July 25, 2008 - Project Arts Centre - The Flight of the Dodo
July 25, 2008

The Flight of the Dodo

Front: Francis Upritchard, Sloth 2004, Back left: Sven Johne, A Walk in Lusatia (12 to 17 June, 2006), 2006, Back right: Tim Braden, I spend my evenings sitting by the fireside hunting tigers, 2008

The Flight of the Dodo
18 July – 23 August

39 East Essex Street
Temple Bar, Dublin 2, Ireland

www.project.ie

What we share is curiosity, of the world that exists and that which is to come.

Tim Braden (UK), Ryan Gander (UK), Martino Gamper (IT), Sven Johne (DE), Irene Kopelman (AR), Eoin McHugh (IE), Francis Upritchard (NZ), Douglas White (UK)

The Flight of the Dodo is an eclectic exhibition made up of various artworks and elements that celebrate adventure, delve into factual myths, plunging in and out of notions of the hybrid, evolution, imaginative escapism, the will to survive and ultimate extinction.

The exhibition includes artists who have an eye on the flipside of life, the next steps in evolution and an interest in the endgame. While we read endlessly of global warming and the future migration which will be necessary to survive, there is much debate and angst about the timeframe for this outcome. Some artists focus on the landscape after the fall while others envisage salvation through science and technology. Some artworks let you escape from rational understanding, while others ground you in disaster archaeology of the 20th Century.

Curated by Jonathan Carroll and Tessa Giblin

In Sven Johne‘s infrared, wolf’s-eye photographs and texts we read about places developed by man that have returned to nature – abandoned, overgrown, ghost-like relics of past activity. This transformation, both materially and functionally, is seen also in Douglas White‘s Crow’s Stove, which is made from truck tyres found in Belize, Central America and other discarded manmade material. These tyres, found along a busy commercial highway, become the materials for White’s expansive and majestic palm-like tree, which planted in the centre of the gallery, encourages the ground beneath you to take a different form.

Eoin McHugh is furthering his research and interest in Darwinism and evolutionary theory, and making a new painting for The flight of the Dodo. McHugh’s paintings often evocate normality cast adrift into a sea of surrealism – he combines opposite forms or references in an innocuous manner, creating a ‘second-take’ effect in many of his previous works. Martino Gamper collects bits of broken and displaced seating stools and combines various parts together to form new stools. These completely unique pieces of furniture and hybrid functional objects are reclaimed as artworks and placed around the gallery. Placed around with Gamper’s stools, are copies of Ryan Gander‘s 2004 story-book, The Boy Who Always Looked Up. The hardback book, with illustrations by Sara De Bondt, watches the relationship between a little boy and an architect grow. This story, with abstracted escapism at its base, champions the individual’s possibility to overcome despair with the tools of belief and imagination.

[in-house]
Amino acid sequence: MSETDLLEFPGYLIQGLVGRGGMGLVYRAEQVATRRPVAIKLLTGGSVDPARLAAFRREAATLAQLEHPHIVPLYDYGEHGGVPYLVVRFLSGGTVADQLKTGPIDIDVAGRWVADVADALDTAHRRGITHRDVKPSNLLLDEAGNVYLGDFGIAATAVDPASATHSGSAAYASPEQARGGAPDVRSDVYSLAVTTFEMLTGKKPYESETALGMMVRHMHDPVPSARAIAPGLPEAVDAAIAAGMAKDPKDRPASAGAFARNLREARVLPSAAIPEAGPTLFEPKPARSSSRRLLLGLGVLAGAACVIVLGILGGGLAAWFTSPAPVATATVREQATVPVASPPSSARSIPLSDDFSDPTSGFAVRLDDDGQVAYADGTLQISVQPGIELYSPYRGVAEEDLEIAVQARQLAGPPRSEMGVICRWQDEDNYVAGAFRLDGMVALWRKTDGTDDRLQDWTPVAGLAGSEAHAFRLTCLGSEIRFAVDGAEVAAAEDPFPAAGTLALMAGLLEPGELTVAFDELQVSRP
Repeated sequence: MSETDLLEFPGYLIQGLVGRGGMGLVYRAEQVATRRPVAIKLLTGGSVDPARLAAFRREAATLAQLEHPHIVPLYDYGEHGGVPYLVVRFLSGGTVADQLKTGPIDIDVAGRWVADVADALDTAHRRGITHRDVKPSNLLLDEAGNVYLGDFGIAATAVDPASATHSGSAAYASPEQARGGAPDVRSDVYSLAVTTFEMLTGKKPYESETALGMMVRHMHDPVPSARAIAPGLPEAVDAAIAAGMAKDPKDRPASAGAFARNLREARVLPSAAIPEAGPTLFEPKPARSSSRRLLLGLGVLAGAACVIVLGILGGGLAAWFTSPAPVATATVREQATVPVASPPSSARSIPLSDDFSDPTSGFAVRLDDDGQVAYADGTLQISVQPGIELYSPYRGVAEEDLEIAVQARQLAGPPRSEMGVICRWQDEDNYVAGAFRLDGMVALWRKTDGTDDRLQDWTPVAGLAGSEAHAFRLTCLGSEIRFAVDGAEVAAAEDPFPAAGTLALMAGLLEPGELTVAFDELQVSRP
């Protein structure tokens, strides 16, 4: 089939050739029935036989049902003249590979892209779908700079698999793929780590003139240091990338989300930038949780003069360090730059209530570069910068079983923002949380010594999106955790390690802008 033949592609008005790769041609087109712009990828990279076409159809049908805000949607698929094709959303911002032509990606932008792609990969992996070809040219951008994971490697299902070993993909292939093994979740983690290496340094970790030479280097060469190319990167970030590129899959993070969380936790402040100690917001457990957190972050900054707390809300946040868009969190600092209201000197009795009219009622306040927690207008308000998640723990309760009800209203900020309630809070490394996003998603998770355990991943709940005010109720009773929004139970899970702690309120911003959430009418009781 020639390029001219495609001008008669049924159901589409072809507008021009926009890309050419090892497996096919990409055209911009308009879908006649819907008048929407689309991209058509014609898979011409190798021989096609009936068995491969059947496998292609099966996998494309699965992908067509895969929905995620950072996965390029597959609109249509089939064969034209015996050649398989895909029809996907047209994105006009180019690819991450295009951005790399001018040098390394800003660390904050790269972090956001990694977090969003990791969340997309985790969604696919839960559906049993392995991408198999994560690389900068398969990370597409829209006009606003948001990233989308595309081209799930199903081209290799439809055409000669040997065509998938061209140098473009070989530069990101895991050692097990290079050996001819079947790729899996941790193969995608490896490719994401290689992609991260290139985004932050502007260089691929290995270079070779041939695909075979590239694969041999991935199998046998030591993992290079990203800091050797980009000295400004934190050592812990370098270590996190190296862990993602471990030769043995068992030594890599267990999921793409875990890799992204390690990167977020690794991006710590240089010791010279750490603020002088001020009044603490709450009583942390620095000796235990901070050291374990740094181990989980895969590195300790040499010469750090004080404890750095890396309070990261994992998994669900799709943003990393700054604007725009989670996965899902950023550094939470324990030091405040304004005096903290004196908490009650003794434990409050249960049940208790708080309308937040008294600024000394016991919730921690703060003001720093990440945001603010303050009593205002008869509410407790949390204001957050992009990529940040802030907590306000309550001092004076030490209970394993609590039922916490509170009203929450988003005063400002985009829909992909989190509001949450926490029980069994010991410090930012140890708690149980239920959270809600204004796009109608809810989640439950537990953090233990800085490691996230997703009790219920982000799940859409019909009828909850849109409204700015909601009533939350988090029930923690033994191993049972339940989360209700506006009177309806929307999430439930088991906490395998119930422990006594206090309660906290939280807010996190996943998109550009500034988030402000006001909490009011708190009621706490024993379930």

Francis Upritchard‘s Sloth 2005 is an awkward, long-limbed, wobbly figure who rests on her back with limbs stretching into the air. She is not quite the ordinary sloth, with multiple nipples and strangely alienated mask for a face, her furry limbs are adorned with aged, white dress-gloves. Subtly emerging out of white walls is Irene Kopelman‘s Monster, a relief form which is based on the collected drawings and observations taken by adventurers and researchers after their encounters with very foreign and shocking cultures. Her two-headed and grotesquely formed Monster seeps out of the past and out of the walls.

Tim Braden‘s installation, I spend my evenings sitting by the fireside hunting tigers, 2008 is both adventurous and cautionary. The classroom setting recalls very physical explanations of physics, geography and history, and the installation includes a sail adhered to the desk, which when filled with wind from a fan on the ground, catches the breeze and provides a cunning tool with which to learn to sail. Episodes from CBS Radio Adventure Theatre are heard from inside the desks, which also hold paintings, books and other objects. Just outside the gallery, Braden’s ,i>Planetarium, 2008, is also installed – a gangly model to assist with understanding orbits.

The Dodo and the Dead Zoo
A discussion topic and lecture by Mr Nigel T. Monaghan, Keeper of the Natural History Museum of Ireland. Wednesday 30th July at 4 pm

The Flight of the Dodo has been supported by the Istituto Italiano di Cultura and the Goethe-Institut Dublin, and the following lenders and galleries – The Frank Cohen Collection, Wolverhampton, Sebastian Louis, Berlin, Kate MacGarry, London and Galerie Juliette Jongma, Amsterdam.

Please contact publicist Aisling McGrane for further information: aisling@project.ie

Project Arts Centre, 39 East Essex Street, Temple Bar, Dublin 2, Ireland
Gallery open Monday – Saturday, 11am – 8pm gallery@project.ie

www.project.ie

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